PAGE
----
May 27, 2008

Report on Two Female Directed Films from Cannes

Here's some info on a couple of the women directed films that premiered at Cannes.

A Lesson in Perseverance
Jennifer Lynch (daughter of David) hasn't made a film in 15 years since that debacle that was Boxing Helena (if you don't remember it, that's ok.) Glad she didn't give up. Her new film Surveillance stars Julia Ormand and Bill Pullman as FBI agents investigating a crime in Nebraska.

Here's one question from her Hollywood reporter interview:


Lynch: I took a breather. It was very sad. It was not my cut of the film. And then there was the trial and all that insanity around it. It became an incredibly blown up thing. I spent some time working on a novel, because my other love is writing and telling stories, and I was busy producing and shooting commercials and stuff. Then I became pregnant, and raising a child on my own became my priority for a while. Because of a car accident, I also had to have three consecutive spinal surgeries. Throughout that I was always writing, because it helped to deal with the pain. I am sober and refused to take pain medications. The art of distraction is the art of parenting and pain management. Finally, I got back to the point where I could walk comfortably and my daughter was old enough, so I could go back to work.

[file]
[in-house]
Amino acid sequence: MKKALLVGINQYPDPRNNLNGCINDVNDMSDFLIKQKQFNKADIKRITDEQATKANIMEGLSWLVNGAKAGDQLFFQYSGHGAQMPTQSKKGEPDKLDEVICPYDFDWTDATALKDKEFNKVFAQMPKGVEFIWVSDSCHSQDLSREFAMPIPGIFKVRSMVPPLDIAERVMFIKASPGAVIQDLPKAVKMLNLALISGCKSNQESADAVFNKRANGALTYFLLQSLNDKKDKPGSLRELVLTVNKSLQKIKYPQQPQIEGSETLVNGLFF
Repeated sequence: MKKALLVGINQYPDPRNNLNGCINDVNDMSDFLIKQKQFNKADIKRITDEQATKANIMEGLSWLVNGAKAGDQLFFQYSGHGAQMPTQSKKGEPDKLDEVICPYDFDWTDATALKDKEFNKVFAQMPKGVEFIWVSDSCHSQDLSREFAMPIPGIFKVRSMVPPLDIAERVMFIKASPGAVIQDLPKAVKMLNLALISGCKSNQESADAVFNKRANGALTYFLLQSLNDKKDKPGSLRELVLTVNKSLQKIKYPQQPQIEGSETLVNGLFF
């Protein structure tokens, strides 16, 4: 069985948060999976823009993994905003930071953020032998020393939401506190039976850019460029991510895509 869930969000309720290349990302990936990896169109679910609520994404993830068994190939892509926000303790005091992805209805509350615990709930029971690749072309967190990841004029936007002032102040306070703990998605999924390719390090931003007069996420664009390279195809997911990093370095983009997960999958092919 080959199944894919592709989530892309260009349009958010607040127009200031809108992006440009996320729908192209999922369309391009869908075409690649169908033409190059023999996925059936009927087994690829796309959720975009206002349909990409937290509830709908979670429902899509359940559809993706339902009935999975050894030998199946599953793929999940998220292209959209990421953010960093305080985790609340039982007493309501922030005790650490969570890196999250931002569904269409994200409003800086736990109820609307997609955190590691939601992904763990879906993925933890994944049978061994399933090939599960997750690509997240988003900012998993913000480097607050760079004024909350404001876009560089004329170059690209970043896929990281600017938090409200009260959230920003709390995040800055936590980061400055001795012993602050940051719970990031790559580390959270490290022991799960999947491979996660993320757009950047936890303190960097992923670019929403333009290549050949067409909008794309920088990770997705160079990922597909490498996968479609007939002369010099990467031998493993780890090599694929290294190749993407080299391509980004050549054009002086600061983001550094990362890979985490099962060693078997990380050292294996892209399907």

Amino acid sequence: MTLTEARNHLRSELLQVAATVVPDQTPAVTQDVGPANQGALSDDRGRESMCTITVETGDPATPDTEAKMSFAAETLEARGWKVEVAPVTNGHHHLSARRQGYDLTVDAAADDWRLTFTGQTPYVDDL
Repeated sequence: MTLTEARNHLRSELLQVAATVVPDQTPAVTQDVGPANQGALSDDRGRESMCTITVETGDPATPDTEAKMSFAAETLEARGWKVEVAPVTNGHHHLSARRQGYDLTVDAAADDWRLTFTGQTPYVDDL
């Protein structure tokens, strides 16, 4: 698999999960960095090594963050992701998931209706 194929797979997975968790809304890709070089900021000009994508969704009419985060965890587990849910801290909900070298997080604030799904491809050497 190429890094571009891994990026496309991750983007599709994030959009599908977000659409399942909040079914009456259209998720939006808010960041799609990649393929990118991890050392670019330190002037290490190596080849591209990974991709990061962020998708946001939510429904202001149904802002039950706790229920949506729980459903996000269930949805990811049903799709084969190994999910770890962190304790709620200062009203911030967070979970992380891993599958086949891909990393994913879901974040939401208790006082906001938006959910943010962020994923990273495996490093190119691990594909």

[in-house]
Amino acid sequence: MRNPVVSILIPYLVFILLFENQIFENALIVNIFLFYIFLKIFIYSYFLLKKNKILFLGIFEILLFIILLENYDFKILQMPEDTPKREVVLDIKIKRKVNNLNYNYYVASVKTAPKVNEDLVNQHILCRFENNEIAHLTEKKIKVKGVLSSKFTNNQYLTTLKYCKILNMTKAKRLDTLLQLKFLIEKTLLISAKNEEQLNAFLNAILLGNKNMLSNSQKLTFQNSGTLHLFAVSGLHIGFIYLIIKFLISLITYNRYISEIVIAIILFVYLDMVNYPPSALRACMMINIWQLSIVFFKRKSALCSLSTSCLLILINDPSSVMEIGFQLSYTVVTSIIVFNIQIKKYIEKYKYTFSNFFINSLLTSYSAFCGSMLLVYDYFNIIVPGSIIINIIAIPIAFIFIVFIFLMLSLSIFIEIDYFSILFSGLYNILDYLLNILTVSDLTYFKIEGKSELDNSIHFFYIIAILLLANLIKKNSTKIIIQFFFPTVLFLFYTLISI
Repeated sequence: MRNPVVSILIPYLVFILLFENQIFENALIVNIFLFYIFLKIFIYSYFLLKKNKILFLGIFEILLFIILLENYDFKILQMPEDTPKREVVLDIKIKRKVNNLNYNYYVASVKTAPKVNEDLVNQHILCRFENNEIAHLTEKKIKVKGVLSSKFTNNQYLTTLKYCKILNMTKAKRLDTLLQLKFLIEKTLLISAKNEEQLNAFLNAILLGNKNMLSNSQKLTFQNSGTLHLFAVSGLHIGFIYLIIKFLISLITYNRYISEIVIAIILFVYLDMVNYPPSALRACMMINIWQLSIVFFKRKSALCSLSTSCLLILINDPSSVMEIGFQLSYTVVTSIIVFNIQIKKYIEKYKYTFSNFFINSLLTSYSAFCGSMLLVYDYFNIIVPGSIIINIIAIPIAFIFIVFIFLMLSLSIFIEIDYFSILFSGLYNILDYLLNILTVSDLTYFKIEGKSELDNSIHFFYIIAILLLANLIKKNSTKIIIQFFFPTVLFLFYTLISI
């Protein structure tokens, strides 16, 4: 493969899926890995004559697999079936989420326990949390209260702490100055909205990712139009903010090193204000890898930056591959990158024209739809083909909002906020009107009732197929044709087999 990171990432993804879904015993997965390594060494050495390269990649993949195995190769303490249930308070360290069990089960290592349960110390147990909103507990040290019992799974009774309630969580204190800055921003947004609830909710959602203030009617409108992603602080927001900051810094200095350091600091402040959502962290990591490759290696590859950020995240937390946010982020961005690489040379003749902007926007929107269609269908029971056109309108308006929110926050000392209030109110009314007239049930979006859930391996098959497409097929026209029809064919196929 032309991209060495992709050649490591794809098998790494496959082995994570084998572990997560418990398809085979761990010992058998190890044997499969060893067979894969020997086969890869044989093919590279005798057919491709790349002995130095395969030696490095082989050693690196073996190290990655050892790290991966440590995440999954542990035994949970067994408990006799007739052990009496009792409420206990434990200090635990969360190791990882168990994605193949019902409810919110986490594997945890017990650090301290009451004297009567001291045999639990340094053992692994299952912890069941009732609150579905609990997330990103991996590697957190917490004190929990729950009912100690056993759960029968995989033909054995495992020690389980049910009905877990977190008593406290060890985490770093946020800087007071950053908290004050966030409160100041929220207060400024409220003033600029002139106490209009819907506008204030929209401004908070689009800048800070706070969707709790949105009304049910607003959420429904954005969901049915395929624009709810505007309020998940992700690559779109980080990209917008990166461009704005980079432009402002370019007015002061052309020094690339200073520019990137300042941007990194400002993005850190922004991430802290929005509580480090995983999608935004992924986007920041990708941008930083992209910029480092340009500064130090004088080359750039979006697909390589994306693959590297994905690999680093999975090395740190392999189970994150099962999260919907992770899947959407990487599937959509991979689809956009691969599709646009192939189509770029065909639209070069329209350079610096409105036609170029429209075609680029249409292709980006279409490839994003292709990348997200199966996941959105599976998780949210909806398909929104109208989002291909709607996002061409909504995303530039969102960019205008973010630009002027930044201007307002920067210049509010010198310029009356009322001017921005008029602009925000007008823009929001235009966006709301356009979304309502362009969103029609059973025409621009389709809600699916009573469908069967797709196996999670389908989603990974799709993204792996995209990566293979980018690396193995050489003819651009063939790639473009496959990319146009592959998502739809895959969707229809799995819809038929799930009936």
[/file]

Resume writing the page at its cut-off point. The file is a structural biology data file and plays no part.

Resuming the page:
Boxing Helena Director on the Combat Trail (AP via HR)
Director Jennifer Lynch reemerges with the thriller Surveillance. (LA Times)

The Press Ignore Class Issues
Salon critic Andrew O'Hehir is one of the most interesting film writers. He writes about many films that the throng of studio pleasing bloggers ignore. This is the first article I have read about this film coming out of Cannes.

He reports that Lucrecia Martel's new film The Headless Woman about class issues in Argentina received boos at its premiere and believes that the reception is because "people just didn't get what Martel was driving at, and that clearly bothered them."
On one hand, maybe people here didn't like "The Headless Woman" because it's a quiet, careful picture that lacks the sexual undertow of "The Holy Girl." On the other hand, maybe they just didn't understand it it because they almost literally couldn't see it. When I met Martel during a group interview session here, I suggested to her that there was a certain irony at work: A bunch of journalists from around the world, assembled in an elite resort town, can't understand a story about the invisibility of class privilege. (Properly speaking, that's not even irony. It's just a striking illustration of the film's point.)

Martel has enlisted herself in a different and less beloved tradition, the tradition of art as a deliberately provocative intellectual exercise designed to compel the viewer to face unpleasant facts about the world, or about himself.
Read the whole piece: Why the Cannes boo-birds are wrong (as usual) (Salon)